@ Percy Emmett
Business planning can be alienating and very daunting. Nesta’s Creative Enterprise Toolkit has been designed to help creative entrepreneurs develop their business ideas step-by-step and discover, within a tried and tested framework, what values and relationships are important to their enterprises.
In May 2012, Nesta (in partnership with the British Council) trialled the ‘train the trainer’ pilot programme in Lagos, Nigeria, to share the toolkit with those best placed to spread it: staff and trainers from universities and other organisations with influence on the development of the creative sector.
Over a 3-day programme, participants were invited to try the toolkit for themselves and see how it would help them to develop a business from initial idea to fully-fledged enterprise. Alongside this, they explored how they might use the toolkit in their professional lives to impact positively on the long-term sustainability of new and emerging businesses in Nigeria.
@ Percy Emmett
Participants began with evidence modeling and case studies on the first day, thinking about and evaluating a business idea of their own. They then proceeded into the second and third days with exercises in relationship modeling, finance and mentoring, and blueprint modeling.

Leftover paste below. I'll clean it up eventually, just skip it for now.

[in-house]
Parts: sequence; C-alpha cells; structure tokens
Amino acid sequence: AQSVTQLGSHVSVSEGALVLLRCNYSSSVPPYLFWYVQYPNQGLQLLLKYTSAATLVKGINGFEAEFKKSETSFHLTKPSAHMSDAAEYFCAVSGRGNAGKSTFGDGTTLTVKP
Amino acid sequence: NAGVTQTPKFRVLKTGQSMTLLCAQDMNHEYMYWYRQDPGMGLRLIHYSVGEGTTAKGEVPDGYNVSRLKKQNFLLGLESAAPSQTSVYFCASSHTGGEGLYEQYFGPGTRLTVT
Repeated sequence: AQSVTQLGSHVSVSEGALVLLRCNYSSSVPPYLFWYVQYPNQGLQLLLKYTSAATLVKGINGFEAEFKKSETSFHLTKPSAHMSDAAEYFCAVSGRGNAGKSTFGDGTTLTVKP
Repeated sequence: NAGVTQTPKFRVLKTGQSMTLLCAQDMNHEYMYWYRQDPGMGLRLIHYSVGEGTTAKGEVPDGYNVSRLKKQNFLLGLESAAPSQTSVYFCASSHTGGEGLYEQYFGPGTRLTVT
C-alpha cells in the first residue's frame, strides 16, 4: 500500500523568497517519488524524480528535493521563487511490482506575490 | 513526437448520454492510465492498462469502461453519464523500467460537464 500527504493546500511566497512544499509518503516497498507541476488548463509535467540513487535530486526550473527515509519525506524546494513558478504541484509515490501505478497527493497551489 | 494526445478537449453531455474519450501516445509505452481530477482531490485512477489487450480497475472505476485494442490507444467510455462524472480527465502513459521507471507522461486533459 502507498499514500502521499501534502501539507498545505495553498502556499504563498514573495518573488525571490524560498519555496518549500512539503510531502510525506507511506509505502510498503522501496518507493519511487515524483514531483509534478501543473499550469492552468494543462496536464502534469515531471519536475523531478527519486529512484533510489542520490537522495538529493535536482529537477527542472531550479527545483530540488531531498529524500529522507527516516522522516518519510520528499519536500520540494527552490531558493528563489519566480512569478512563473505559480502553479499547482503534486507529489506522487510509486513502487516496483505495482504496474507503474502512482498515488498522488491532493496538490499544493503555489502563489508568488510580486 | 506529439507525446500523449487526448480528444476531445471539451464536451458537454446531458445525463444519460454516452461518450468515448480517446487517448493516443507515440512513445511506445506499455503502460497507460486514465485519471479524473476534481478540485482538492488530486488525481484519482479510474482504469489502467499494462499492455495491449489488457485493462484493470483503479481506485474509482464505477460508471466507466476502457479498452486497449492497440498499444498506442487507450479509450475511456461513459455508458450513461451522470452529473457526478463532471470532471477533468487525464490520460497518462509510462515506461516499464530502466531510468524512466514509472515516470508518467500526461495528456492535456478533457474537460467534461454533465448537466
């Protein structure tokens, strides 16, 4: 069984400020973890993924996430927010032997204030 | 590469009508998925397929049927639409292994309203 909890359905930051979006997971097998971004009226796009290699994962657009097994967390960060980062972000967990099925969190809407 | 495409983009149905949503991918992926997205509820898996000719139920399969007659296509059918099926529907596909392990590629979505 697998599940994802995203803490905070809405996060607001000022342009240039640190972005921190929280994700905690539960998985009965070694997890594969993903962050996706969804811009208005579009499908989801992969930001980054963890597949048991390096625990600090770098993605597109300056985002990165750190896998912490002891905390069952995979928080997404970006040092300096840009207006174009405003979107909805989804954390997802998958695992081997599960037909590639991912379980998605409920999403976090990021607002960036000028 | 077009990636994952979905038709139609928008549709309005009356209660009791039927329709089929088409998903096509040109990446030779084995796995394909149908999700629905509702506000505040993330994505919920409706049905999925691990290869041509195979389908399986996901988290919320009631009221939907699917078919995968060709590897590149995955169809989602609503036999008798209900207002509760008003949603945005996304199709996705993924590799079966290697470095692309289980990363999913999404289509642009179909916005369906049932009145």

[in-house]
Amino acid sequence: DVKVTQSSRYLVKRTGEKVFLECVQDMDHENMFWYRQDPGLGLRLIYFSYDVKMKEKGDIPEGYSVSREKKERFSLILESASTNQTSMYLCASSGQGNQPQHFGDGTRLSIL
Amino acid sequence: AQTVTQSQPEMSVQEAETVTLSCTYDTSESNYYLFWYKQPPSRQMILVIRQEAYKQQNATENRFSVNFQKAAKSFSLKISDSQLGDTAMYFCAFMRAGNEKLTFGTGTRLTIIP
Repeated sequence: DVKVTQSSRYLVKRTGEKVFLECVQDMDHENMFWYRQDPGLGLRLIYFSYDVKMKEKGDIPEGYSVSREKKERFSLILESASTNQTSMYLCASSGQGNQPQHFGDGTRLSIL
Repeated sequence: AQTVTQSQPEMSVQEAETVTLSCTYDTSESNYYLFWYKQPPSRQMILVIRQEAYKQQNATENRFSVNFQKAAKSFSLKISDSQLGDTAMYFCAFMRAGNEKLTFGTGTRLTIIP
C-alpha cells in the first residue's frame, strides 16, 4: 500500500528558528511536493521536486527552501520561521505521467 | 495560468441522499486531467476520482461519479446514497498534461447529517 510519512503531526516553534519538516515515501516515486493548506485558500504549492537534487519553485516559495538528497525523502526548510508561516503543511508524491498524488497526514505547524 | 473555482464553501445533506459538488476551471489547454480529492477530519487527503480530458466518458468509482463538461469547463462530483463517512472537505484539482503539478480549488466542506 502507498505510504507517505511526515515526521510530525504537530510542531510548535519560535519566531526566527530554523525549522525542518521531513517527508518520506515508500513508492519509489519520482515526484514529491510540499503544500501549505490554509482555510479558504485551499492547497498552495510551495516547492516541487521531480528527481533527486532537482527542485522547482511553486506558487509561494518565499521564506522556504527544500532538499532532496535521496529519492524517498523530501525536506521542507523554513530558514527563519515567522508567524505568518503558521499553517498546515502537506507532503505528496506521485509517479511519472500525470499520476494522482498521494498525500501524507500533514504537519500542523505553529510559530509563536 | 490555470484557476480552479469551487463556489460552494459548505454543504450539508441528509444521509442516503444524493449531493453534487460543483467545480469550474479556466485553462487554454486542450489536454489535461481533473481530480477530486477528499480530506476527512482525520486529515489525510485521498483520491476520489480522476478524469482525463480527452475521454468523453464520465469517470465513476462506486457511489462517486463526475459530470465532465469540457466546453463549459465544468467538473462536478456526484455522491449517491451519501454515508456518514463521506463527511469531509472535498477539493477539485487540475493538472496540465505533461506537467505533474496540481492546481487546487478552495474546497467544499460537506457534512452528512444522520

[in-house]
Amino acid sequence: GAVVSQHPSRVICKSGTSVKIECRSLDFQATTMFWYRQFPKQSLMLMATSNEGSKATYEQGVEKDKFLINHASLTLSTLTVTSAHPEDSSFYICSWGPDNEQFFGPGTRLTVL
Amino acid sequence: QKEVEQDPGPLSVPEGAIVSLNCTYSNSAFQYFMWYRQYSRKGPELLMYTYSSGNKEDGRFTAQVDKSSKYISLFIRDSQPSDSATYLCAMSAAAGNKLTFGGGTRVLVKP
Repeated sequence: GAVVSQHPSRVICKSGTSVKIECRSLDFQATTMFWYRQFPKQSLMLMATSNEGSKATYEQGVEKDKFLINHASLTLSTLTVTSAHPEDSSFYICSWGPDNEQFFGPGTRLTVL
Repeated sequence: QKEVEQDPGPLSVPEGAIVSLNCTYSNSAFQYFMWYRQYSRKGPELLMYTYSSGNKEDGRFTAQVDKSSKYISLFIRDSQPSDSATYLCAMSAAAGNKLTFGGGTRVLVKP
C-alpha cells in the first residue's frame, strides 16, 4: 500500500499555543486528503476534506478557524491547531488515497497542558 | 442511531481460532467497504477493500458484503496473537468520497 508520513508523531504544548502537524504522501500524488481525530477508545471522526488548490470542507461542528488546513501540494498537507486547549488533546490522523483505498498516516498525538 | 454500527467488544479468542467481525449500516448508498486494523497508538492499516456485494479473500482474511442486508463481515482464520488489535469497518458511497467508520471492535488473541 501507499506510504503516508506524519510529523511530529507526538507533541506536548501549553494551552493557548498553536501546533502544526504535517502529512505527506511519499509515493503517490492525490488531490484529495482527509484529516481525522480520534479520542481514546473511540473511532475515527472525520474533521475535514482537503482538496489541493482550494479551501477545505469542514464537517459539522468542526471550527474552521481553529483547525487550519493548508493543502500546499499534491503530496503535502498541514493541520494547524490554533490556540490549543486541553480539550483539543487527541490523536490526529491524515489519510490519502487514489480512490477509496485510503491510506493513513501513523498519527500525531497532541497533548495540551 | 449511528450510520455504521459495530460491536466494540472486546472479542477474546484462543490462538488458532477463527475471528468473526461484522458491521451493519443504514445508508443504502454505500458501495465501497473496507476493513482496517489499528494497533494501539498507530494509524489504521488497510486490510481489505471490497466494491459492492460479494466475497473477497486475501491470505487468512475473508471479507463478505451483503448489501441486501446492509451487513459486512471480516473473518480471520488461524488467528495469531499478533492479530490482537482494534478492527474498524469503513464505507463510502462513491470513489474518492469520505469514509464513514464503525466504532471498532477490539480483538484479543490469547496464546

Percy Emmett, the lead consultant and trainer for the pilot, stressed the advantages that this inside perspective had for the trainees –
‘It highlighted the importance of people working together on a business idea and that relationships are vital for the success of business… [It] helped them to see how the tools developed the business and individual at the same time whilst working in groups.’
Participants discussed how they would take the training forward into their day-to-day work and use what they had learned to reach a wider audience. Some also indicated that they would be keen to use the toolkit on their own businesses to help strengthen themselves as creative entrepreneurs and then train those they work with.
@ Percy Emmett
Overall, the toolkit and training were received very positively, thoughfeedback suggested that the training itself was perhaps a little short – a 4-5 day programme might work better to allow for more dialogue and time to use the tools.
Trainers and organisers together had several suggestions to develop the programme further and boost opportunities for new creative businesses in Nigeria.
The group thought that a bite size online training course could be developed to help reach a wider and much larger audience. In terms of funding for new businesses, it was suggested that a strong and well thought out mentoring programme could be instrumental in attracting business angels and venture capital firms, not only to mentor up and coming businesses in Nigeria but to also help them become investment ready.
Organisers are already actively looking to take these suggestions forward, alongside developing closer connections between trainers in Nigeria and their counterparts in the UK, so they can share best practices and benefit from each other's experiences in enterprise development.
Find out more about Nesta's work in the creative industries.